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RenderMan allows for creating complex looks through layering materials. This means effects like car paint, labels on bottles, dirt or mud, can all be layered efficiently for rendering.

Below you can find a step by step example of creating a patina on a bronze monkey head, using PxrLayerSurface. PxrLayerSurface is the same as PxrSurface except that most of the parameters that don't apply to layering have been hidden from the UI.

Attach Material

Attach a PxrLayerSurface material to your selected object. You can do this via the object context menu.

For PxrLayerSurface, RenderMan for Blender will automatically add a PxrLayerMixer node, along with two PxrLayer nodes that will act as a base layer and an upper layer. Here's what your network should look like at the start:

Base Layer (copper)

For the base layer, we will create a copper look. First, rename the PxrLayer node that's connected to the PxrLayerMixer's Base Layer parameter, to something like copper. Here are the settings for our copper layer:

Layer 1 (patina)

For the upper layer, we will create a patina look. Like the base layer, rename the PxrLayer node to be called patina (this is connected to PxrLayerMixer's Layer 1 parameter). Here are the settings for our patina layer.


If you render your scene as is, you'll notice that only the patina layer is showing, and none of the copper layer. In order to mix the two together, we need to use a mask value. For the mask, we will use a PxrDirt pattern node. Start by creating a PxrDirt node and connecting the resultR output to the Layer 1 Mask parameter of PxrLayerMixer. You can do this in the shader editor, like the image below:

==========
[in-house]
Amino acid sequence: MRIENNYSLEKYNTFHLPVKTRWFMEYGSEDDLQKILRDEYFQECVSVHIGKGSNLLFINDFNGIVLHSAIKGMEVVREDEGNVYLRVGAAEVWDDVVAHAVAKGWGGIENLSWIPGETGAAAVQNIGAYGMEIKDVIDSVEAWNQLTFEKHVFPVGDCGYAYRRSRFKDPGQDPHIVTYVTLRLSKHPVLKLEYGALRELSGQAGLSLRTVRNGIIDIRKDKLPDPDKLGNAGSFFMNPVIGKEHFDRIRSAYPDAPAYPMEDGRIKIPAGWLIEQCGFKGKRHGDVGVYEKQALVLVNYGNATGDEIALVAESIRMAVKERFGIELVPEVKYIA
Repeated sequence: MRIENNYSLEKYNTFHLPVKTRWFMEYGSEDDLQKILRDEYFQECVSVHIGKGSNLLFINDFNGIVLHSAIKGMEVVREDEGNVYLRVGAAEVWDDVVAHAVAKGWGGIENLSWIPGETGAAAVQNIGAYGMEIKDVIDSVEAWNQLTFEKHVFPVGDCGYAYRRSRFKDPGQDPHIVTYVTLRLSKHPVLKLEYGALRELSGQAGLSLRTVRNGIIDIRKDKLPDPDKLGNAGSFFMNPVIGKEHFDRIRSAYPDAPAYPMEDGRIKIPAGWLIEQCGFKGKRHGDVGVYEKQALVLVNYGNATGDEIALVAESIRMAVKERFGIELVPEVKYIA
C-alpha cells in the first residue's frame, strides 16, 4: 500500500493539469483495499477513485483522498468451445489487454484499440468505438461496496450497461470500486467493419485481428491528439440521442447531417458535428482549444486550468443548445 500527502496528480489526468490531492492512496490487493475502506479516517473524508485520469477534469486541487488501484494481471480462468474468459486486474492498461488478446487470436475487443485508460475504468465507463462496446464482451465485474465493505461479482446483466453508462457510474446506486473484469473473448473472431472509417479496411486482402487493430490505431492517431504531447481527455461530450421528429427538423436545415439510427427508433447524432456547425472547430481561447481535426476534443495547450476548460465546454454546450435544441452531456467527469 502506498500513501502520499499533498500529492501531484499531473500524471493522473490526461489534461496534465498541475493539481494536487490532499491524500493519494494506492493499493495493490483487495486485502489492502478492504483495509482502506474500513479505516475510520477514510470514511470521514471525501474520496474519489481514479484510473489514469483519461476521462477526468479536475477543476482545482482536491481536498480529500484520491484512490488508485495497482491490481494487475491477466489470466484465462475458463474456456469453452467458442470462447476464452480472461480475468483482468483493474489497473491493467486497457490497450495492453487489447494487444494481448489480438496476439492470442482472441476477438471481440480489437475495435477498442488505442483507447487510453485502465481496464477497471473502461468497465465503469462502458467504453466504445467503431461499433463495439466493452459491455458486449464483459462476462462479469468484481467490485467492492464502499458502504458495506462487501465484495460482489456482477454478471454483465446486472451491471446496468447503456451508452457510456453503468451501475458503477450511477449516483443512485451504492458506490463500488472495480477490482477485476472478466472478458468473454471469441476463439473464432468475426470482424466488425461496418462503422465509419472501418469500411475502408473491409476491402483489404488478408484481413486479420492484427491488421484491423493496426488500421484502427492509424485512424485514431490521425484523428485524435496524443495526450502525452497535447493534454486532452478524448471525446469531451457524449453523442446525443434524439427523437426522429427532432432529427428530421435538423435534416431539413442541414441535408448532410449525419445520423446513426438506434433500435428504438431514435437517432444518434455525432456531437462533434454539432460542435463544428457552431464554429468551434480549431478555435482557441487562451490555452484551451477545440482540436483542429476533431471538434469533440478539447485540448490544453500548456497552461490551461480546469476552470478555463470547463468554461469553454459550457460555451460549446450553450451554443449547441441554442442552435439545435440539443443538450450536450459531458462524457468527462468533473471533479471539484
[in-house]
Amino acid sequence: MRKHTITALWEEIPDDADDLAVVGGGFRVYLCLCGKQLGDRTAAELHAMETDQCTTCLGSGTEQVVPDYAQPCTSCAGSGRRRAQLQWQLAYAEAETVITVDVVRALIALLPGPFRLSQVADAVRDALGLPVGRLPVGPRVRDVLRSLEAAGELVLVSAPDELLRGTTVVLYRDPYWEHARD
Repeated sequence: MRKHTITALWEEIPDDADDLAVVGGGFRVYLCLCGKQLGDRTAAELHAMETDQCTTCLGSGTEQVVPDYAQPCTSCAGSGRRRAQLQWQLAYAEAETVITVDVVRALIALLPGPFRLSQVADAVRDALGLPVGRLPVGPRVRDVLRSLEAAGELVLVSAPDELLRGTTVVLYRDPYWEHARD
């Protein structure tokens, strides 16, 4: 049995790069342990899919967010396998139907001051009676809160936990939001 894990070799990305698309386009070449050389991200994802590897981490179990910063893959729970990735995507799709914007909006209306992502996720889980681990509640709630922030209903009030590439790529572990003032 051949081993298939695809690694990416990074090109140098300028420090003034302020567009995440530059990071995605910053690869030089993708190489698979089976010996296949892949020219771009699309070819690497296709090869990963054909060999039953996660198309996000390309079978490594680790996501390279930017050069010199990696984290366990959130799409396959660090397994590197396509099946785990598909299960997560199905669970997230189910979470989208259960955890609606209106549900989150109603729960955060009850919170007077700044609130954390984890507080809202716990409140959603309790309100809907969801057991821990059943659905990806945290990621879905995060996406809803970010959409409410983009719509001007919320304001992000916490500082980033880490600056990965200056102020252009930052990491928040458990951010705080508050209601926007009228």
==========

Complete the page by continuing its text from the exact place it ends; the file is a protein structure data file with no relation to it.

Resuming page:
or use the connection widget in the material panel, like this:

Below are the settings we will use for our PxrDirt. 

To help break up the mask a bit, we connected a PxrGamma to the Unoccluded parameter, and then connected a PxrFractal pattern to PxrGamma's Input Color parameter.

If you want to work on the mask value, independent of the whole network, you can use the Solo Node function. Click the connection widget on the material panel, then click on Solo Input Node.


Here's the result of our layered material.

For more added realism, consider using a PxrBump pattern, connected to the Global Bump parameter of each layer to create a more uneven surface.